New research shows YouScript cuts ER visits, hospitalizations
What if an under-used type of genetic testing combined with state-of-the-art clinical decision support software could cut ER visits by more than half and reduce hospitalizations by a third in the elderly?
New research has found that the YouScript Personalized Prescribing System, combining pharmacogenetic testing and patented medication management software, can do just that.
Preliminary data from a soon-to-be-published study has shown that YouScript testing and clinical decision support software reduced ER visits by 71 percent and hospitalizations by 39 percent in an elderly population, compared to those who did not receive testing. YouScript intervention also resulted in marked decreases in average, per-patient medical costs in just four months.
The research looked at patients 65 and older taking three or more prescription medications, including one known to be impacted by genetic variability.
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“To our knowledge, this is the first study to demonstrate a technology able to reduce the adverse drug event epidemic caused by polypharmacy [taking multiple medications at the same time],” Genelex co-founder and CEO Howard Coleman said.
The elderly patients included in the study were tested for variations in six genes (CYP2D6, CYP2C9, CYP2C19, CYP3A4, CYP3A5, sometimes collectively called “CYPs”, and VKORC1). Variations in these genes can affect how individuals process many of the most commonly prescribed medications.
The YouScript Solution
YouScript pharmacogenetic testing reveals genetic variations that determine how the body metabolizes many of the most commonly prescribed medications. The testing reduces “trial-and-error” prescribing by enabling doctors to select a safe and effective drug option at an appropriate dose up-front, thereby increasing the patient’s chance of successfully responding to treatment.
Genelex’s patented YouScript software analyzes genetic data and helps doctors, pharmacists, nurse practitioners and physician assistants identify patients that will benefit from genetic testing and those at greatest risk for potentially dangerous interactions. The software also provides medication management suggestions, accounting for the cumulative impact of all significant drug and genetic interactions. This allows providers to truly personalize each patient’s medication regimen.
Polypharmacy in the Elderly
Polypharmacy is defined as the “use of multiple medications or more than are medically necessary.” The elderly are more likely to suffer from of polypharmacy-related negative clinical consequences, which include adverse drug events, drug interactions, medication non-adherence, functional decline and increased healthcare costs.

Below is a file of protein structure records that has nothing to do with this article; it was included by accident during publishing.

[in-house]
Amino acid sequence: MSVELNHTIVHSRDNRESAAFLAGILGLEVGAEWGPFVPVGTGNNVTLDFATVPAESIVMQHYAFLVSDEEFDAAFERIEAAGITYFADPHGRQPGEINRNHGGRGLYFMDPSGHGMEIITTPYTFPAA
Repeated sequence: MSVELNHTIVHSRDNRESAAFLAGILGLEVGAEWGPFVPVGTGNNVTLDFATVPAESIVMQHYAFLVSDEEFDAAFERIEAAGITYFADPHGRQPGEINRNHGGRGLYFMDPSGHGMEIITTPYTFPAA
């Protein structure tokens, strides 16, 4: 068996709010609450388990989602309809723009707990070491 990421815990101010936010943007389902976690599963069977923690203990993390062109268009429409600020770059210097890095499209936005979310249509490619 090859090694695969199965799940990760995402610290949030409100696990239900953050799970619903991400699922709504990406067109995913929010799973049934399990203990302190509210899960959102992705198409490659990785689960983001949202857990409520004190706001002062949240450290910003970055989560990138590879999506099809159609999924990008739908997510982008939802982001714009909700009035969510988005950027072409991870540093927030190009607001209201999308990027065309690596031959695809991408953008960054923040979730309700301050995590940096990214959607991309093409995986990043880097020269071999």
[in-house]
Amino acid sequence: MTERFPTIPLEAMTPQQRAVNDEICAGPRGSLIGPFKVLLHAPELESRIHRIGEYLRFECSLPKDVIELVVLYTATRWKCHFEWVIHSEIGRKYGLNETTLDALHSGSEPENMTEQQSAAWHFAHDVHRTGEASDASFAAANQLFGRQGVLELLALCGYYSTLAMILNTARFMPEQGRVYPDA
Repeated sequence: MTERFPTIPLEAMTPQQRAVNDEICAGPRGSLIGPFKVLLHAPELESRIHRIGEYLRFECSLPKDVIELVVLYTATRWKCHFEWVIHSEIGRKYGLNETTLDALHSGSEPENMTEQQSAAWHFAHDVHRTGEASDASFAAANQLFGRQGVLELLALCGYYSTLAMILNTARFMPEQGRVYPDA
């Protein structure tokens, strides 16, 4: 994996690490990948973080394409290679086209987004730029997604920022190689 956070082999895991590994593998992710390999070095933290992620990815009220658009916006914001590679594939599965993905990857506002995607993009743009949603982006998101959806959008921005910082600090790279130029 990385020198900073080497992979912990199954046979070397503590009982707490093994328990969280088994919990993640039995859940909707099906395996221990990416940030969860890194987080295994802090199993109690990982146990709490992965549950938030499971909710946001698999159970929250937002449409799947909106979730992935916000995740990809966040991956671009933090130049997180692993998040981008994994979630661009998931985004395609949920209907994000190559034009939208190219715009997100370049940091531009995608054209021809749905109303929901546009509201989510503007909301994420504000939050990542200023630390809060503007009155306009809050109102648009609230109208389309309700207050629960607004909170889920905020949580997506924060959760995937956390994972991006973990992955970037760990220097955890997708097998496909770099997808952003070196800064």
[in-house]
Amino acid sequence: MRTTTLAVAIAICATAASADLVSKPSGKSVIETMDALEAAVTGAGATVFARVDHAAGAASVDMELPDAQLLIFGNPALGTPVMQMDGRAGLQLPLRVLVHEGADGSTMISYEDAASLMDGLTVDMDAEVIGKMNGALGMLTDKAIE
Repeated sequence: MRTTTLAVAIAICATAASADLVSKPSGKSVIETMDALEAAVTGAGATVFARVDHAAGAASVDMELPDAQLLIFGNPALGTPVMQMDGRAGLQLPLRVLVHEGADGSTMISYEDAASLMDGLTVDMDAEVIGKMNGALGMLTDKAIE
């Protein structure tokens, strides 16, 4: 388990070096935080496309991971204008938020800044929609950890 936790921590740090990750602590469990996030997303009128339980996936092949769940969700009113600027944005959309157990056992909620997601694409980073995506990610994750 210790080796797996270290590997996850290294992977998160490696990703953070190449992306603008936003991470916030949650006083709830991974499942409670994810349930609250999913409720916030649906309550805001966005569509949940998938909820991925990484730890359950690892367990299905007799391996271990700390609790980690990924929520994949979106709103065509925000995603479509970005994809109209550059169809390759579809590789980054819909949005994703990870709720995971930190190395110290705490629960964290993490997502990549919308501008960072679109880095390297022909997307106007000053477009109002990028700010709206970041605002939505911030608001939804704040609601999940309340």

Additionally, the effects of polypharmacy can be compounded by natural genetic differences in how they respond to drugs, further increasing the risk of these unintended consequences.
Healthcare providers have called polypharmacy a serious problem needing special attention. What’s more, the prevalence of polypharmacy is clear. Consider these statistics:
- On average, individuals 65 to 69 years old take nearly 14 prescriptions per year, while those 80 to 84 take an average of 18 prescriptions annually
- At any given time, an average elderly person uses between four and five prescription drugs and two over-the-counter medications
- One out of every five elderly Americans is taking medications that “may adversely affect coexisting conditions”
- Between 15 percent and 25 percent of drug use in seniors is considered unnecessary or otherwise inappropriate
Limited Medicare Coverage
Despite the growing body of evidence supporting the association between genetic variations and drug response, Medicare recently limited coverage of many of the tests for these variations. Payment denial could impact as many as 19 million of the 49 million Medicare beneficiaries in the U.S. who are at special risk of costly adverse drug events.
“Medicare is simultaneously fining hospitals for readmissions which are often caused by adverse drug events, while limiting coverage for the very tests that could reduce them,” Genelex Chief Operating Officer Kristine Ashcraft said.
“This is counter to the Triple Aim, and negatively impacts patient care and the bottom line.”
For more information on this research, contact Kristine Ashcraft at KAshcraft@genelex.com or by phone at 206-826-1957.
Dr. Diana Brixner, PhD, RPh, Professor in the Department of Pharmacotherapy at the University of Utah College of Pharmacy, is the primary investigator for this research. Genelex Director of Pharmacy Tyler Mamiya, PharmD, co-authored the study, which is expected be published in the Journal of Medical Economics later this year. Genelex provided an unrestricted grant to fund this research.
At the end of October, Dr. Brixner will present the research at the Academy of Managed Care Pharmacy Nexus 2015 conference in Orlando, Fla.
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